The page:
The mother of a man who died three hours after a paramedic was called to his home in Northampton has hit out at law changes which meant she could not be awarded compensation for shock.
Keith Bandy dialled 999 at 5.36am on May 22, 2010, after he experienced severe breathing difficulties.
A paramedic then attended the 30-year-old’s home, in Hammerstone Lane, Briar Hill, Northampton, but left after just 16 minutes, telling operators Mr Bandy had become “totally uncooperative” after he tried and failed to assess him.
However,his mother Avril found him collapsed at 7.50am the same day and he was pronounced dead less than an hour later.
A two-day inquest in 2013 concluded Mr Bandy might have survived if the paramedic who attended the 999 call had not left vital equipment in his car to test the amount of oxygen in Mr Bandy’s body.
But a compensation claim by Mr Bandy’s mother Avril for the psychological trauma she suffered in trying to resuscitate her son, has now fallen through after a change in the law on “secondary victims”.
As she did not actually witness the events that directly caused her son’s death but came home to find him dead, it is now impossible for her to make a claim as a secondary victim.
Now Avril is also calling for a change in the law, which some experts say makes it incredibly hard for “secondary” victims who have witnessed loved ones injured or killed through negligence to claim compensation.
She said: “What we really truthfully want is a change in this law.
“We just feel like we have been victimised again and again.”
Avril, a retired nurse, only discovered a paramedic had visited Keith on the day he died after reviewing CCTV footage from outside Keith’s home in Hammerstone Lane.
It took three years for the case to come to an inquest while EMAS conducted a lengthy internal investigation.
On the morning her son died Avril had attempted to revive her son by pumping his heart and watched as a second ambulance crew failed to revive him.
She said the trauma of seeing her son die will never leave her.
“I knew he had gone but with the shock of seeing him like that I started CPR.
“It felt like it wasn’t really happening, I could see him there, but somehow it wasn’t real. I am still numb I suppose.”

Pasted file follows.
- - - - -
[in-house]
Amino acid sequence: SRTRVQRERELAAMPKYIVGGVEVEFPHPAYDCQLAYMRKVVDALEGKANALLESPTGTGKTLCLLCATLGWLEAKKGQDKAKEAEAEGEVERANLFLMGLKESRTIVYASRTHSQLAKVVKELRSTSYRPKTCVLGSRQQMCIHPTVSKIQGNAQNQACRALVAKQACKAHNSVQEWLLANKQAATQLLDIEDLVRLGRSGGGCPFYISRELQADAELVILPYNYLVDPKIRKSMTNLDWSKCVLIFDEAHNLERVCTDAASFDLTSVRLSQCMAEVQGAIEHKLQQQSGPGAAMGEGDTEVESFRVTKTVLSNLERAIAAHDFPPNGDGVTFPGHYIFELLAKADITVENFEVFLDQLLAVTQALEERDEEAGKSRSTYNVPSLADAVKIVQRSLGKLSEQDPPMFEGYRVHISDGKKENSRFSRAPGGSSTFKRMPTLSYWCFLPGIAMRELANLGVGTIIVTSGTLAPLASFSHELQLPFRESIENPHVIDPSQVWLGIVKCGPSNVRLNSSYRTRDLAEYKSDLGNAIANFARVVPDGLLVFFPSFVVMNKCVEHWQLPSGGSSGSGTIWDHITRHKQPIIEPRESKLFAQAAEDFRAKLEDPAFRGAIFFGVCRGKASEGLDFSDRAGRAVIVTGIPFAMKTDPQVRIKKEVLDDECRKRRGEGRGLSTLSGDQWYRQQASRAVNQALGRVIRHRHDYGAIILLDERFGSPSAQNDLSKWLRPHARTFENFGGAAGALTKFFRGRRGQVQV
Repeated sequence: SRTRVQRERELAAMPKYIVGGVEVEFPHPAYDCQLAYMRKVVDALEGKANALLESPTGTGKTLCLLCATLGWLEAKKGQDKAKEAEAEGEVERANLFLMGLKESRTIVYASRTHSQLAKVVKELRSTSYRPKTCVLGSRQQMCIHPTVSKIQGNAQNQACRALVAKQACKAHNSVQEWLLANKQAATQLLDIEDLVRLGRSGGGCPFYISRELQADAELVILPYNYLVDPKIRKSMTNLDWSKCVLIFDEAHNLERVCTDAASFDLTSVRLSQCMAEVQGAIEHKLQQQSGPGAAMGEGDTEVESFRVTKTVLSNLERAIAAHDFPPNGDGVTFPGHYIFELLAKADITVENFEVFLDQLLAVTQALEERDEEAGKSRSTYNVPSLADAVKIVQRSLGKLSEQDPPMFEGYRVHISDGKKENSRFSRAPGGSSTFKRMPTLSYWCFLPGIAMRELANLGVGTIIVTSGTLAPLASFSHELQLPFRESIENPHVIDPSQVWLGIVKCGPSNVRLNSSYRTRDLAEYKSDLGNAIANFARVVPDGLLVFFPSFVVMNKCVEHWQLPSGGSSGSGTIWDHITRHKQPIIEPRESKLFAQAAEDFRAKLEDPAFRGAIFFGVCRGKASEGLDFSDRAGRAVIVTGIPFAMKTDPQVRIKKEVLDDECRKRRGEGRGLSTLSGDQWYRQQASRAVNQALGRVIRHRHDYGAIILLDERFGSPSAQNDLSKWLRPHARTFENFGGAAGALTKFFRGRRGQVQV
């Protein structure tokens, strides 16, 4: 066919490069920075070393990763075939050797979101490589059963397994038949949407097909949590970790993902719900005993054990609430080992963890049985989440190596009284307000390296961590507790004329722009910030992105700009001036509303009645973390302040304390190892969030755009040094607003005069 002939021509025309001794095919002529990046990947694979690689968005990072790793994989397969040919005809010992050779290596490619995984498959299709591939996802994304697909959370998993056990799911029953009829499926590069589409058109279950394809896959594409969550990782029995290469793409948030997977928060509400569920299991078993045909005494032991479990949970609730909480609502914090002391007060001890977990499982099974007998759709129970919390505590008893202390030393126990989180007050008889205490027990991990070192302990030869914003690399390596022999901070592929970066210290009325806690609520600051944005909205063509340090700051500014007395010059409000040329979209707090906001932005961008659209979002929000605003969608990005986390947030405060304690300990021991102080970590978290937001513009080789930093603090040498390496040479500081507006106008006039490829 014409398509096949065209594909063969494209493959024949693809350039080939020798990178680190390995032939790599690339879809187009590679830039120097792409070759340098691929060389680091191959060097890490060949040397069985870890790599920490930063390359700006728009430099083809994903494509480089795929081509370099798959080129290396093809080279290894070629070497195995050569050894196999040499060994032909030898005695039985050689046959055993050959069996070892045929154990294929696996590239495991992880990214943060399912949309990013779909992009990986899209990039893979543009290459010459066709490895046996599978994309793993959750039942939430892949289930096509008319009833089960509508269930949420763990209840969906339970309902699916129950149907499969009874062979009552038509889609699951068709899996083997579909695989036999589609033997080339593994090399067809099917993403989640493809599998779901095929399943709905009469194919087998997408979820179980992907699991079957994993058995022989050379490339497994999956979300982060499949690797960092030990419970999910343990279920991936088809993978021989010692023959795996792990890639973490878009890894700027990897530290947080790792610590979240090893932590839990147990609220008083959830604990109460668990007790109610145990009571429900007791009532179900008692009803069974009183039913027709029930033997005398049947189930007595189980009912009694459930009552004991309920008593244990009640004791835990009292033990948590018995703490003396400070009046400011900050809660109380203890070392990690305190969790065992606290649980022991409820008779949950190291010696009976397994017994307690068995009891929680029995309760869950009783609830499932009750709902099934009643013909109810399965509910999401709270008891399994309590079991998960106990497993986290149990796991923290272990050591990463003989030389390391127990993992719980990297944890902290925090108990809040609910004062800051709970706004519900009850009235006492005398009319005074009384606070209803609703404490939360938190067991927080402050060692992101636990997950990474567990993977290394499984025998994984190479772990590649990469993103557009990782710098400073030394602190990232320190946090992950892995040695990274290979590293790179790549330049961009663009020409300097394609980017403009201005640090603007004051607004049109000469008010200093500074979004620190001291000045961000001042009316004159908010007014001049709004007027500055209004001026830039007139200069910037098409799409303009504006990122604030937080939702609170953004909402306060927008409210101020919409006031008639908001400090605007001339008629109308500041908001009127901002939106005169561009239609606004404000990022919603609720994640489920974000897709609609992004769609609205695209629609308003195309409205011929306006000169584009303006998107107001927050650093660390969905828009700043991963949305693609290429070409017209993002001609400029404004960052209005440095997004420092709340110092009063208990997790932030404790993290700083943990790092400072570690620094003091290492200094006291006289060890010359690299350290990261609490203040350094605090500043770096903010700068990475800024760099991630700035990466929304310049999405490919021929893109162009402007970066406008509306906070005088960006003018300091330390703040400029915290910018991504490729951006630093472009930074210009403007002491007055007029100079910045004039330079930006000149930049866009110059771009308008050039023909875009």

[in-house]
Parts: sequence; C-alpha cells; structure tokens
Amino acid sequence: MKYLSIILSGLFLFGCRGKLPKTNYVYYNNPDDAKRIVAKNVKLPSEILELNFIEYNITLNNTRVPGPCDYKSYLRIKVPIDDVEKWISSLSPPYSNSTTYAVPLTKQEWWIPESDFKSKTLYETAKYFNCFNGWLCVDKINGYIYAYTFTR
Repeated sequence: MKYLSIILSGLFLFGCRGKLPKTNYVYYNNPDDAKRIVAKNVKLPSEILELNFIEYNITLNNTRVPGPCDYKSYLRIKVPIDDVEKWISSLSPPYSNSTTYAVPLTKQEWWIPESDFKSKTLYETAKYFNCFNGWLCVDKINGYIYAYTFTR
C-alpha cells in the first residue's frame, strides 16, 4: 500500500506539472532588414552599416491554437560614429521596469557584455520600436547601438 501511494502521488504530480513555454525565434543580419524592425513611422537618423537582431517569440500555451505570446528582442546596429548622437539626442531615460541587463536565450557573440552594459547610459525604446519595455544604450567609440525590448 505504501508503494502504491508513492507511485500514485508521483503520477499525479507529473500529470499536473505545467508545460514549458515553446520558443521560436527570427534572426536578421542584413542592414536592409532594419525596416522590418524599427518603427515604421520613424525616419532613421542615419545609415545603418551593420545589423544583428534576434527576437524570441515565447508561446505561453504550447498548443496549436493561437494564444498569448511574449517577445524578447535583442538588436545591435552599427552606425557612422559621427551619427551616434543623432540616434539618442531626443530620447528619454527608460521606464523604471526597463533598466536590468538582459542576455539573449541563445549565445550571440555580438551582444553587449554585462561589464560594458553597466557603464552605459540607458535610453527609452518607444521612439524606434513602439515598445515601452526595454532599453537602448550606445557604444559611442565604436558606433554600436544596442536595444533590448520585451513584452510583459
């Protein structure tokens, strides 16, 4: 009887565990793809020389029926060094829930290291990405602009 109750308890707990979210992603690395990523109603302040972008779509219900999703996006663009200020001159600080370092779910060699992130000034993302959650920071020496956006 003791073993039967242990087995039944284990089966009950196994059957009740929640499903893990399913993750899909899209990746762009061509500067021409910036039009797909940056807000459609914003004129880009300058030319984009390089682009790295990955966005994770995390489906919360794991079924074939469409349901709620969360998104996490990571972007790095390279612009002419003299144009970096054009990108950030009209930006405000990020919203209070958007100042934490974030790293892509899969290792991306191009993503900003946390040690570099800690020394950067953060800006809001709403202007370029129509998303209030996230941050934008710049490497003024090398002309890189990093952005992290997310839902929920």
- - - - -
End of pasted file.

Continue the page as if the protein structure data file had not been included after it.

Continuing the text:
Avril and Mr Bandy’s father Robert were awarded costs for the funeral and expenses by EMAS in December 2014.
Solicitor Jill Davies of Access Legal, which tried to prove Mrs Bandy had suffered psychological trauma after the incident, said the changes in the law have made it difficult for people like Mrs Bandy to claim.
“Frankly the Bandy’s needed to claim to cover the sums, which they could ill afford, that they’d had to spend on the funeral, the headstone and the years of trying to get at the truth without any aid or assistance,” she said.
“Above all though they wanted to achieve some sense of justice for their son. There were still many unanswered questions hanging in the air and they wanted a more public admission of fault by EMAS, if only to prevent the same thing happening to others in future.”
Director of Operations at EMAS, Richard Henderson, said: “We are sorry for the distress experienced by the family of Mr Bandy after his death in 2010.
“Over the past five years the family have been in contact with EMAS through their solicitor, and we have responded to each approach, with a claim settlement being made in November 2014.
“If the family wishes to discuss any outstanding queries they may have, we would be happy to meet them.
“Since 2010, there have been a number of significant changes and improvements made at EMAS. We have a new Trust Board, and a new management team in Northamptonshire with a dedicated focus to Duty of Candour. We are investing in additional frontline colleagues (over 200 recruited to our frontline in the last couple of months) and we are introducing more ambulances to our fleet.
“It is important to note that these improvements will benefit people in the East Midlands, though we acknowledge that this will be of little comfort to Mr Bandy’s family.”